14. McBride celebrates the Southern-fried dirtball culture of flyover America like some "Red State Diaries"; it's a veritable HBO "Hee-Haw."
  15. As a workplace comedy with a political bent Veep is both fun and funny, its nonpartisan position more a missed opportunity than fatal flaw.
  16. Bunheads pilot is largely a a showcase for Sherman-Palladino's best stylistic and thematic trademarks.
  17. What constitutes a nation? This is the heady question that underpins the action-movie thrills of ABC's submarine-gone-righteously-rogue drama Last Resort, one of the most promising dramas of the fall season.
  18. Asylum dives right in on racism, homophobia and sexism, and wrings something emotional out of them.
  19. The Hour's charms are many, but chief among them is its celebration of intelligence and diligence as cardinal, animating virtues.
  20. Justified takes a purely procedural setup and turns it into a long-term story arc, a season-long mystery that will presumably get less goofy than it first appears.
  21. Girls has matured leaps and bounds, comedically and structurally, but it has jettisoned some of its ambiguity, its sweetness, its own affection for its characters. It's more coherent, but it's also safer.
  22. The Americans is delightfully cunning, exactly the quality, along with fight scenes and ridiculous disguises, one desires in a spy show.
    • 75 Metascore
    • 80 Critic Score
    Not only does Angel make sense as an extension of the "Buffy" mythology, it makes Angel seem more alive than he's been in about, oh, 240 years
  23. Veep remains one of the most rapid-fire and linguistically playful shows on TV— neologisms created in just the first episodes include “exhuastipated,” “procrasturbate” and “gestictionary.” But in the new season, the physical comedy is just as strong.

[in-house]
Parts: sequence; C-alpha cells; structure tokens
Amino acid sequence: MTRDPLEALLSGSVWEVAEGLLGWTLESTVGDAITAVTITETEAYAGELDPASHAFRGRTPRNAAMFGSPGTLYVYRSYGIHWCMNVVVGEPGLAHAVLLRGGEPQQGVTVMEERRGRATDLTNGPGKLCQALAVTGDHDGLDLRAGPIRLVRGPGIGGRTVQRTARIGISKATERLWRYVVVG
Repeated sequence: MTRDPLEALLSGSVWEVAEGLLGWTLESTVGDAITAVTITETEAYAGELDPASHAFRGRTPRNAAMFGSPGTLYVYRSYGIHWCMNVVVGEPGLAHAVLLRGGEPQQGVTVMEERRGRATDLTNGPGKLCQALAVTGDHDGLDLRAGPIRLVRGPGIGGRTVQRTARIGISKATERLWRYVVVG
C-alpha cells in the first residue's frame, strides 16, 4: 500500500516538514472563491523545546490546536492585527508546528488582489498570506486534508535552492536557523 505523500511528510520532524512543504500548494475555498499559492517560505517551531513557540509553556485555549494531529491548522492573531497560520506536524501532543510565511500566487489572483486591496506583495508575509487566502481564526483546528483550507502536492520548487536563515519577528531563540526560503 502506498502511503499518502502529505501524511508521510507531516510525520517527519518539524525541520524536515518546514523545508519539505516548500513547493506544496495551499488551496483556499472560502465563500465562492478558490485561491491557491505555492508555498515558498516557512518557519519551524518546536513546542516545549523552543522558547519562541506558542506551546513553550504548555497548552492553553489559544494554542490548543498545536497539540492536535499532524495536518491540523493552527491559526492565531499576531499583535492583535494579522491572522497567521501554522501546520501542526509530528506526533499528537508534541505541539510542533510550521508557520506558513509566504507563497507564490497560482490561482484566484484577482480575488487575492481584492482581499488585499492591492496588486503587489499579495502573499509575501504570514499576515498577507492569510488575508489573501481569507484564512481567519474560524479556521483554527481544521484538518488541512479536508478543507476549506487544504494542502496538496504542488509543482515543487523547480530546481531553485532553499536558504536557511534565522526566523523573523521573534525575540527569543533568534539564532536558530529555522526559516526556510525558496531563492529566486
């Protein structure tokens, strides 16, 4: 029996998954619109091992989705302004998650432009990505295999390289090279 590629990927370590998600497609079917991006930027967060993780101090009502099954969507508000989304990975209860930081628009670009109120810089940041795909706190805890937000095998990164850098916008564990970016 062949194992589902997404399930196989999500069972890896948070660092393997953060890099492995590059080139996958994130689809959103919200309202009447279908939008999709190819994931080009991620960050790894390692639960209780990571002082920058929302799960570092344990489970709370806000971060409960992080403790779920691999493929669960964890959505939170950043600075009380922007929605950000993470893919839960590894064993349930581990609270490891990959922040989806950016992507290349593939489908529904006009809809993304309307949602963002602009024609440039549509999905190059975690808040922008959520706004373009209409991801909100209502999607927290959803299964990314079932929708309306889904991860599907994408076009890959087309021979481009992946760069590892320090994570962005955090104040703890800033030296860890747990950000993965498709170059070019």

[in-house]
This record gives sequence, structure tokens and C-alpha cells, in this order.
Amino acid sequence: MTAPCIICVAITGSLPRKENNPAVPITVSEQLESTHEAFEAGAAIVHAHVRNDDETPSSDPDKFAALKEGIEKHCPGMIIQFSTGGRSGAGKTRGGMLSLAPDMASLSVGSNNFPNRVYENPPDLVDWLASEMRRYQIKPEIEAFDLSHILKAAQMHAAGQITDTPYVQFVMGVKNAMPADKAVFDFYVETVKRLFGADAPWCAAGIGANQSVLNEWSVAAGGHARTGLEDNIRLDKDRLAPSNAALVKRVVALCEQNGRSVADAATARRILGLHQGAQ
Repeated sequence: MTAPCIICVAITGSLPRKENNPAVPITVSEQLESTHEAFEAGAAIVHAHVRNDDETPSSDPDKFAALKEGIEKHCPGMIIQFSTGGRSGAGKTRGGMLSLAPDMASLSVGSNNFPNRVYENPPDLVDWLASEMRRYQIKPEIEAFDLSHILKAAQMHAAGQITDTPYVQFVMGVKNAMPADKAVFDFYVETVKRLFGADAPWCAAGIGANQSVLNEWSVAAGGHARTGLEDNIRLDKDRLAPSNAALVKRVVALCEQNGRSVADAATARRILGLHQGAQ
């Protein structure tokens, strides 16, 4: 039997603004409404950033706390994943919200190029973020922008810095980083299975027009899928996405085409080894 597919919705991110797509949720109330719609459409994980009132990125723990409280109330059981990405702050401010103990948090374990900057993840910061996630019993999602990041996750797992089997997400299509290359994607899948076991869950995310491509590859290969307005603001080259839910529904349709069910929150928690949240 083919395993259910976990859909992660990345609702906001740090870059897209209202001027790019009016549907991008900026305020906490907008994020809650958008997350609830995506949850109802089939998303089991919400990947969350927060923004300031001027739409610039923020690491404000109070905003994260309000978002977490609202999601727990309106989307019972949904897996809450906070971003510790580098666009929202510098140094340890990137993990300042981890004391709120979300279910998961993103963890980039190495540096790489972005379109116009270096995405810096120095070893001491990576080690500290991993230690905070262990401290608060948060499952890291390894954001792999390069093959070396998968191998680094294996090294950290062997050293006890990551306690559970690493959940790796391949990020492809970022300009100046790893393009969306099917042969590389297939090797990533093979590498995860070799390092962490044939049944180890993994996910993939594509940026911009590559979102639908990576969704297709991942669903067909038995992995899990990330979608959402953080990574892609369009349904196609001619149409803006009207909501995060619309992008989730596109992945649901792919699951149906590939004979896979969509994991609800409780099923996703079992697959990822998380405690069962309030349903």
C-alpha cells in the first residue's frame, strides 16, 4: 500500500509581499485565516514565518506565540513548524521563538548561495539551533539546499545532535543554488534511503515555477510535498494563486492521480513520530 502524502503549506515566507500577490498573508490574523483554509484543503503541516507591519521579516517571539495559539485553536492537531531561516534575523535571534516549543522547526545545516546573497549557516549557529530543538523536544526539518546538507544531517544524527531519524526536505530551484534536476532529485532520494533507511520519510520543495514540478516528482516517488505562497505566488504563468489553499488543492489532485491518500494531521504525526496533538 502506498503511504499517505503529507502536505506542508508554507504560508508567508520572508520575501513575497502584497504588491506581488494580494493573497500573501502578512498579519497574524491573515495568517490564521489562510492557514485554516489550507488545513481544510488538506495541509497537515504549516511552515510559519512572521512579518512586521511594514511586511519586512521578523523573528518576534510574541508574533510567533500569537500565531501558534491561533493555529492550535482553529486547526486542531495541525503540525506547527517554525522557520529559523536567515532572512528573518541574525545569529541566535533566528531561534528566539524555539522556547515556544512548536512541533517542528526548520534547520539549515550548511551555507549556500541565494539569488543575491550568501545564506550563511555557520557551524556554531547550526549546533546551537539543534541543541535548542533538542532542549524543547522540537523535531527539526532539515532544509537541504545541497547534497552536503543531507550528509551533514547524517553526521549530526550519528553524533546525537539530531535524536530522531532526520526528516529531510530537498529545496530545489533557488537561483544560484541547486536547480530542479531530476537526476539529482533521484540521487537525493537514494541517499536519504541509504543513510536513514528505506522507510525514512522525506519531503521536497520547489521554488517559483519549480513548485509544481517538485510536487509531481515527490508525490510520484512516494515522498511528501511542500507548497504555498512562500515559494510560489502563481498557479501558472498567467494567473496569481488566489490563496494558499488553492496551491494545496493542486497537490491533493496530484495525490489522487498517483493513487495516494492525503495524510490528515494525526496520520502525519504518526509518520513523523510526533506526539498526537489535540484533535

24. The cast is stellar, you can almost feel the Georgia heat; a show that explores the consequences of violence, rather than serving up a gruesome pile of it, could hardly be more welcome at this moment, but the going is methodical and slow and sometimes painful.
  25. Some of these moments are memorable and stark. More are soporific. Both lend themselves to The Fall’s tone: these days, slow is what passes for serious. Anderson’s performance is what makes The Fall worth watching.
  26. In the Flesh, which starts strong and gets even stronger.
    • 89 Metascore
    • 80 Critic Score
    The characters are more finely drawn than on most cop dramas, and the dialogue is refreshingly digressive and true-to-life.
  27. Although Banks has a bad habit of tooting her own horn endlessly while the cameras roll, she may be justified in doing so, since, from the opening graphics to the hip-hop soundtrack, her show has been undeniably imaginative and engrossing.
    • 86 Metascore
    • 80 Critic Score
    Band of Brothers isn't a great work. It is above all an act of tribute, and perhaps that prevents it from possessing the independence of the greatest films about war. But it is an honorable project, and one of the definitive film treatments of World War II. It brings a new honesty and depth to the way we remember that terrible war, and the boys from Chicago and Louisiana and Montana and New York who fought and won it for us. Without illusions. With abiding respect.